A Pennsylvania railway worker was electrocuted as he inspected a railroad bridge from a bucket truck in Colesville, N.Y., the Associated Press reported recently. Police said the man came into contact with a power line. The federal Occupational Safety and Health Administration was investigating.
Electrical injuries are among the “fatal four” leading causes of worker deaths in the United States, according to OSHA. Electrocutions, along with falls, being struck by an object, and being caught between objects, are responsible for almost three of five worker deaths each year.
Electrocutions accounted for 9 percent of all worker deaths in 2011, when 69 workers were killed as a result of electricity-related injury. “Controlling hazardous energy” was the fifth most commonly cited safety violation by OSHA that year.
Unfortunately, workers in the construction industry often come into contact with live electricity. Even brief contact with a high-voltage wire can cause fatal injuries.
OSHA recommends that workers who work near overhead power lines take the following precautions:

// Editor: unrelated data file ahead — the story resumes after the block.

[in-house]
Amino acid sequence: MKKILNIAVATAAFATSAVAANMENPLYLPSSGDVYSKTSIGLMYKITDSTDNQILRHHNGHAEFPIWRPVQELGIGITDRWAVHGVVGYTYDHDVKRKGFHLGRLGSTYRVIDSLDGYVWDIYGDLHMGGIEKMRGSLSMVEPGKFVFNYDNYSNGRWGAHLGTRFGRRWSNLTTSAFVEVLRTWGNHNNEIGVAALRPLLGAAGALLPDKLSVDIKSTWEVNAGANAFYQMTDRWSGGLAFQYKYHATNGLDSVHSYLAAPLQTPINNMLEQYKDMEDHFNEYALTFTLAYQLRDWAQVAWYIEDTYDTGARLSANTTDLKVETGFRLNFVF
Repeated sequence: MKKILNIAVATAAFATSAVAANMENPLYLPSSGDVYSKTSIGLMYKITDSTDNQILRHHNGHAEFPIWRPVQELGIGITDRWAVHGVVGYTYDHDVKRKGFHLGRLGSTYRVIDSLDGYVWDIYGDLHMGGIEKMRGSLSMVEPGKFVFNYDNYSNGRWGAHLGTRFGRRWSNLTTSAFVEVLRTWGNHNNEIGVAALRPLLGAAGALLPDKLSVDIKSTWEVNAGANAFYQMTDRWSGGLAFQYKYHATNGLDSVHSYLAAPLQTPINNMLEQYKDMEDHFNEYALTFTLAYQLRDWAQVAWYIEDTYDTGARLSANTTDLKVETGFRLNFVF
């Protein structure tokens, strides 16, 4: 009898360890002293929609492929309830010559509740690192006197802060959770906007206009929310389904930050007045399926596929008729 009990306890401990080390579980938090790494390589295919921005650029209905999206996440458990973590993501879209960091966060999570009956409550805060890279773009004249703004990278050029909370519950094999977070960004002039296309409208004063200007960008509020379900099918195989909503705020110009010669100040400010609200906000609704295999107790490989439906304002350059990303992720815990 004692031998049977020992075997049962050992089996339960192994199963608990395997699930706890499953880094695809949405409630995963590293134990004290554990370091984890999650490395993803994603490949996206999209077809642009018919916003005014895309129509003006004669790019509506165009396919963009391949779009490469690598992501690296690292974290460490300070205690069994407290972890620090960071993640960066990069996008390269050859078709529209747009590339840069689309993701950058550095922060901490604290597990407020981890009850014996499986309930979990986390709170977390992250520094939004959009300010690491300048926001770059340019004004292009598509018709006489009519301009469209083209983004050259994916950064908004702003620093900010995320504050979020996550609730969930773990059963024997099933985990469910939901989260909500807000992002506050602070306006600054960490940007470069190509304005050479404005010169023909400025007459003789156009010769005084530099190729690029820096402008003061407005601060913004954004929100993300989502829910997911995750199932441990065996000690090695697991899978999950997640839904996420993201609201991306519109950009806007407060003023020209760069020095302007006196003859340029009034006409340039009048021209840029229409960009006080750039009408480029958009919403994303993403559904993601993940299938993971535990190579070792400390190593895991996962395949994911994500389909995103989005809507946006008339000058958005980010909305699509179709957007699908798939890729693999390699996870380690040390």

- Look for overhead power lines and buried power line indicators.
- Stay at least 10 feet away from overhead power lines and assume they are energized.
- De-energize and ground lines when working near them.
- Use non-conductive wood or fiberglass ladders when working near power lines.
While no amount of money will bring a loved one back, if a member of your family was fatally injured on the job in Pennsylvania, you may be entitled to survivor benefits through the Worker’s Compensation.
Although the workers’ compensation system is intended to protect injured workers and their families, it can be difficult to navigate. If you have questions or concerns about your legal rights to compensation, contact the Philadelphia workplace injury attorneys at Shor & Levin, the Bulldog Lawyers, at 855-631-5084 or use our online contact form.